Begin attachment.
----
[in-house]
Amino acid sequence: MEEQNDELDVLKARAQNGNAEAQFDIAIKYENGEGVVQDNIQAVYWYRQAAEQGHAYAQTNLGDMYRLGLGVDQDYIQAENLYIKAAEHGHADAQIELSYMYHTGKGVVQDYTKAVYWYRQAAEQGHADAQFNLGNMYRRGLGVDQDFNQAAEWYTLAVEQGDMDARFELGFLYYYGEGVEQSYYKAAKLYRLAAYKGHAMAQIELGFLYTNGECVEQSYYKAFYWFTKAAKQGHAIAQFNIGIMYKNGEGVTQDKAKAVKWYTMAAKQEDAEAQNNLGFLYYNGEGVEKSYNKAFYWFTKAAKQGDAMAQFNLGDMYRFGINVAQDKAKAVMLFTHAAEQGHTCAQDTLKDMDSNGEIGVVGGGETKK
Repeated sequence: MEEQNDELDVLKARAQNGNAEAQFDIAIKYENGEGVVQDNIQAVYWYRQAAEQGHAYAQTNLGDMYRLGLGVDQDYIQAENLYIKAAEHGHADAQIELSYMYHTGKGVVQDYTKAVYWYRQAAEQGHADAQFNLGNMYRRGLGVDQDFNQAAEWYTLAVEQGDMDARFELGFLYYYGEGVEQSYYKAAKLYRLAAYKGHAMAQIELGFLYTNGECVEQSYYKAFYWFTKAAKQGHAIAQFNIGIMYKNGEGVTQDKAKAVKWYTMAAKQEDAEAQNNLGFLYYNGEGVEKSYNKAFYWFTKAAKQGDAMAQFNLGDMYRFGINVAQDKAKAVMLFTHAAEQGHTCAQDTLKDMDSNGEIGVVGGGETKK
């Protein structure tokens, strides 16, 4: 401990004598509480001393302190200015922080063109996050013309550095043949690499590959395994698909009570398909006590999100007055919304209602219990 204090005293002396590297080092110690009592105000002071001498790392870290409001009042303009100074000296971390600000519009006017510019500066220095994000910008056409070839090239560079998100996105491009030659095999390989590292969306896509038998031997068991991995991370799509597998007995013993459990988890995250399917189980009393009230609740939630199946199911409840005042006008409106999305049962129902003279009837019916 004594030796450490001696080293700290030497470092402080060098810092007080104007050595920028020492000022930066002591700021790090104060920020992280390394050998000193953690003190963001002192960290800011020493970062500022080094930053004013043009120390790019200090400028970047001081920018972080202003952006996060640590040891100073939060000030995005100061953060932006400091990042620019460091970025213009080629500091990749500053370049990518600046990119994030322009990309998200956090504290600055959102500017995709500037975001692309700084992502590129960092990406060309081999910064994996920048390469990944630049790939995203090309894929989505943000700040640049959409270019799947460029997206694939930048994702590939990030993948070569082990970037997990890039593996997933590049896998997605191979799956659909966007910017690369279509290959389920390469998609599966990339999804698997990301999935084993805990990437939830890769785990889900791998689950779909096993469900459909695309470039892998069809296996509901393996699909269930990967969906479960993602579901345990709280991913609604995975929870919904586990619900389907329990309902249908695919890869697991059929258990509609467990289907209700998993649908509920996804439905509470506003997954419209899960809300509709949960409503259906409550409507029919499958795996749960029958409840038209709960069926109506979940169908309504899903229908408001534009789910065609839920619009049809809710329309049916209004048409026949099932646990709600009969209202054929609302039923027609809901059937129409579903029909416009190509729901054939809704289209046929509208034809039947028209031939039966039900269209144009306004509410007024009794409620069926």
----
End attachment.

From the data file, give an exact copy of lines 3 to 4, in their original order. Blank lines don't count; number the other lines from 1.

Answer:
Repeated sequence: MEEQNDELDVLKARAQNGNAEAQFDIAIKYENGEGVVQDNIQAVYWYRQAAEQGHAYAQTNLGDMYRLGLGVDQDYIQAENLYIKAAEHGHADAQIELSYMYHTGKGVVQDYTKAVYWYRQAAEQGHADAQFNLGNMYRRGLGVDQDFNQAAEWYTLAVEQGDMDARFELGFLYYYGEGVEQSYYKAAKLYRLAAYKGHAMAQIELGFLYTNGECVEQSYYKAFYWFTKAAKQGHAIAQFNIGIMYKNGEGVTQDKAKAVKWYTMAAKQEDAEAQNNLGFLYYNGEGVEKSYNKAFYWFTKAAKQGDAMAQFNLGDMYRFGINVAQDKAKAVMLFTHAAEQGHTCAQDTLKDMDSNGEIGVVGGGETKK
């Protein structure tokens, strides 16, 4: 401990004598509480001393302190200015922080063109996050013309550095043949690499590959395994698909009570398909006590999100007055919304209602219990 204090005293002396590297080092110690009592105000002071001498790392870290409001009042303009100074000296971390600000519009006017510019500066220095994000910008056409070839090239560079998100996105491009030659095999390989590292969306896509038998031997068991991995991370799509597998007995013993459990988890995250399917189980009393009230609740939630199946199911409840005042006008409106999305049962129902003279009837019916 004594030796450490001696080293700290030497470092402080060098810092007080104007050595920028020492000022930066002591700021790090104060920020992280390394050998000193953690003190963001002192960290800011020493970062500022080094930053004013043009120390790019200090400028970047001081920018972080202003952006996060640590040891100073939060000030995005100061953060932006400091990042620019460091970025213009080629500091990749500053370049990518600046990119994030322009990309998200956090504290600055959102500017995709500037975001692309700084992502590129960092990406060309081999910064994996920048390469990944630049790939995203090309894929989505943000700040640049959409270019799947460029997206694939930048994702590939990030993948070569082990970037997990890039593996997933590049896998997605191979799956659909966007910017690369279509290959389920390469998609599966990339999804698997990301999935084993805990990437939830890769785990889900791998689950779909096993469900459909695309470039892998069809296996509901393996699909269930990967969906479960993602579901345990709280991913609604995975929870919904586990619900389907329990309902249908695919890869697991059929258990509609467990289907209700998993649908509920996804439905509470506003997954419209899960809300509709949960409503259906409550409507029919499958795996749960029958409840038209709960069926109506979940169908309504899903229908408001534009789910065609839920619009049809809710329309049916209004048409026949099932646990709600009969209202054929609302039923027609809901059937129409579903029909416009190509729901054939809704289209046929509208034809039947028209031939039966039900269209144009306004509410007024009794409620069926």